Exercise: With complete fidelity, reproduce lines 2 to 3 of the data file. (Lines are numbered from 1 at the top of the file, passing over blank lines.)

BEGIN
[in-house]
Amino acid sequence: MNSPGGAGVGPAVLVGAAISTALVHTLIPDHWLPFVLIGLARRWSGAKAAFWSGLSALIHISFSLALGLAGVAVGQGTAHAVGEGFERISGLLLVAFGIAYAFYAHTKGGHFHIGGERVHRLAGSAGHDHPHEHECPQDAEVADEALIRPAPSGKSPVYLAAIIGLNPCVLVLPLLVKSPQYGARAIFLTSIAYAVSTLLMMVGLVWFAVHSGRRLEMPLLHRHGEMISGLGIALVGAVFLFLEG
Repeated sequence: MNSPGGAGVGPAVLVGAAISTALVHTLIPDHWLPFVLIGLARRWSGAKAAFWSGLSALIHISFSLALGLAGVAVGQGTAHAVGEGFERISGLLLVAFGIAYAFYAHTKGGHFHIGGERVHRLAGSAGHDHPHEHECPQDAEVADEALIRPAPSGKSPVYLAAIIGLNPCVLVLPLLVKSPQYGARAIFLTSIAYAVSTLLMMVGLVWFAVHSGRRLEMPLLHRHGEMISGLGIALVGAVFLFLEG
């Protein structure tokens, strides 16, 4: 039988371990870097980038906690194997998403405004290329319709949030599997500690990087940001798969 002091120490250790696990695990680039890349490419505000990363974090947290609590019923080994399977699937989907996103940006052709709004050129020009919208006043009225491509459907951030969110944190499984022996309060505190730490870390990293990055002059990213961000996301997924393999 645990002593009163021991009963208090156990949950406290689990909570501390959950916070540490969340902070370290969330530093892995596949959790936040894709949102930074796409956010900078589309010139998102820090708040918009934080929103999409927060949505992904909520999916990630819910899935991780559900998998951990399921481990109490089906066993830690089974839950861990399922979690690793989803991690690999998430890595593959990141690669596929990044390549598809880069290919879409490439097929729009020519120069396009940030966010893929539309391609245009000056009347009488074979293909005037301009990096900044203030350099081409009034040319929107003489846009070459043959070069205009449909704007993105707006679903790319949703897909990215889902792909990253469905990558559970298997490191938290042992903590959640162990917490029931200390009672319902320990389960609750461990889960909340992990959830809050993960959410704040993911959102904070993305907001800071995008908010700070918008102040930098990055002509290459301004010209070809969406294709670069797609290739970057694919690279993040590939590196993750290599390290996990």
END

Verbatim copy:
Amino acid sequence: MNSPGGAGVGPAVLVGAAISTALVHTLIPDHWLPFVLIGLARRWSGAKAAFWSGLSALIHISFSLALGLAGVAVGQGTAHAVGEGFERISGLLLVAFGIAYAFYAHTKGGHFHIGGERVHRLAGSAGHDHPHEHECPQDAEVADEALIRPAPSGKSPVYLAAIIGLNPCVLVLPLLVKSPQYGARAIFLTSIAYAVSTLLMMVGLVWFAVHSGRRLEMPLLHRHGEMISGLGIALVGAVFLFLEG
Repeated sequence: MNSPGGAGVGPAVLVGAAISTALVHTLIPDHWLPFVLIGLARRWSGAKAAFWSGLSALIHISFSLALGLAGVAVGQGTAHAVGEGFERISGLLLVAFGIAYAFYAHTKGGHFHIGGERVHRLAGSAGHDHPHEHECPQDAEVADEALIRPAPSGKSPVYLAAIIGLNPCVLVLPLLVKSPQYGARAIFLTSIAYAVSTLLMMVGLVWFAVHSGRRLEMPLLHRHGEMISGLGIALVGAVFLFLEG